Getting EMO with Behaviour Apps

Intro to Affective Computing

The rise and rise of wearable and environmental sensors, biometrics and the Internet of Things has cast a web of data capture across all aspects of daily life including our emotional responses. The digitisation of these responses has been formalised under the umbrella of what is known as Affective Computing. As is the case with many nascent branches of research and development, affective tech has been touted as a panacea for a great deal of everyday maladies but most consistently as the snake oil of choice for advertising efficacy. Happily, it offers up far more than that in terms of practical application, particularly when integrated into a behavioural solutions architecture. As a practitioner, I'm keen to integrate the functional insights proffered by an affective platform API into system specification and iterative adaptations that can serve to shift an app's features and UX according to the user's behavioural-emotional state.

Measuring behaviour

In designing and developing behavioural systems, the use of standardised scales during an analysis activity provides us with:

  1. dimensions to the the problem space
  2. a context for articulation of the behaviour set and its instances and
  3. structural models that hone in on what should be key performance metrics for the app and any subtleties.

Using the transtheoretical model

If, as we often do, you apply a Transtheoretical Model (Prochaska & Velicer, 1997) approach to your analysis phase then the instantiation of the target behaviour states through the app must include support for the model's strategies needed to progress users through the change states. In the instance of a health behaviour app this may include but not be restricted to:

  1. Consciousness Raising - Increasing awareness about the healthy behaviour.
  2. Dramatic Relief - Emotional arousal about the health behaviour, whether positive or negative arousal.
  3. Self-Reevaluation - Self reappraisal to realise the healthy behaviour is part of who they want to be.
  4. Environmental Reevaluation - Social reappraisal to realise how their unhealthy behaviour affects others.
  5. Social Liberation - Environmental opportunities that exist to show society is supportive of the healthy behaviour.
  6. Self-Liberation - Commitment to change behaviour based on the belief that achievement of the healthy behaviour is possible.
  7. Helping Relationships - Finding supportive relationships that encourage the desired change.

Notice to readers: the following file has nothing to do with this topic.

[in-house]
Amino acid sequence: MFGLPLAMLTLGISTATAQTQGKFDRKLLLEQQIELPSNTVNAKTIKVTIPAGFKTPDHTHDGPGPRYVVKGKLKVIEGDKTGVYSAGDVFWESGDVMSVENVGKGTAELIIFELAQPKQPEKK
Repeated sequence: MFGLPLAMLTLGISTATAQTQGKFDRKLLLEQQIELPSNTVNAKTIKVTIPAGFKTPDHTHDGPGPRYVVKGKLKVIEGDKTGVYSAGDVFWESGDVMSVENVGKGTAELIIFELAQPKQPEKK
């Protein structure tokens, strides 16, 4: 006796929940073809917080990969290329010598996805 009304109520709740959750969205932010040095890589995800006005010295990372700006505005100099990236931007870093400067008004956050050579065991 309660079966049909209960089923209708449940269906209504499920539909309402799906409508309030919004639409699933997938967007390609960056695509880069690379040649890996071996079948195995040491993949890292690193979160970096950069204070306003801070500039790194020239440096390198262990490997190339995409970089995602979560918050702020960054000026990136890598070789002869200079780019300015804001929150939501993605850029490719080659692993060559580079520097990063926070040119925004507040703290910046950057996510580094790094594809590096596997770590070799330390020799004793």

8. Counter-Conditioning - Substituting healthy behaviours and thoughts for unhealthy behaviours and thoughts.
  9. Reinforcement Management - Rewarding the positive behaviour and reducing the rewards that come from negative behaviour.
  10. Stimulus Control - Re-engineering the environment to have reminders and cues that support and encourage the healthy behaviour and remove those that encourage the unhealthy behaviour.

Each of these strategies are able to be operationalised through code and delivered across platforms and channels. Dependent upon the evidence-based framework being used it's important to populate each target user motivation level and related change states with indicative functional requirements as user stories and accompanying UX mock-ups. This descriptive, enriched content adds meat to the bones of the structural model. Plugging this into the agile development platform of choice will help provide direction and a common language for the behaviouralist, the business, the users and developers.

Collecting emotional recognition data

What is crucial and herein lies the potential for affective tech, is the opportunity to gather emotional and tactile responses from the user to the incremental apps releases. Recording keystrokes and mouse clicks is not new to UX practitioners and neither is studying video footage of users interacting with apps but what is new and potentially valuable is using affective tech to better understand and calibrate the emotional recognition data with the target behaviour being sought. It will help identify issues and success dispassionately and if employed through the build and deploy of the app do so continuously. In considering the integration of affective data into a behavioural systems build it may be wise to consider the architecture of the 'Affective Stack', (Thompson & McGill, 2015)which provides a clear blueprint of potential services and integration design considerations. Remember, anything you build needs to play nicely with the O/S and various third party interfaces and it should be designed to scale and be open to extension without sacrificing usability and functionality. Here's a visual recap of our thoughts:

 

If you want a light and breezy introduction to the applicability of affective tech, in particular the versatile, well documented and tested Affective API set then try these simple web-based demos

References

Prochaska, J. and Velicer, W. (1997). The Transtheoretical Model of Health Behavior Change. American Journal of Health Promotion, 12(1), pp.38-48.

Thompson, N. and Jane McGill, T. (2015). Affective Stack — A Model for Affective Computing Application Development. Journal of Software, 10(8), pp.919-930.

Dr Daryl Foy

Dr Daryl Foy is a Behavioural Scientist who specialises in the design of effective health behaviour change apps based on evidence including his own validated models for optimising persistent use. He consults to industry on how-to integrate persuasive design into LEAN product development as well as conversational UI. He can be contacted at dlfoy@mortonlawson.com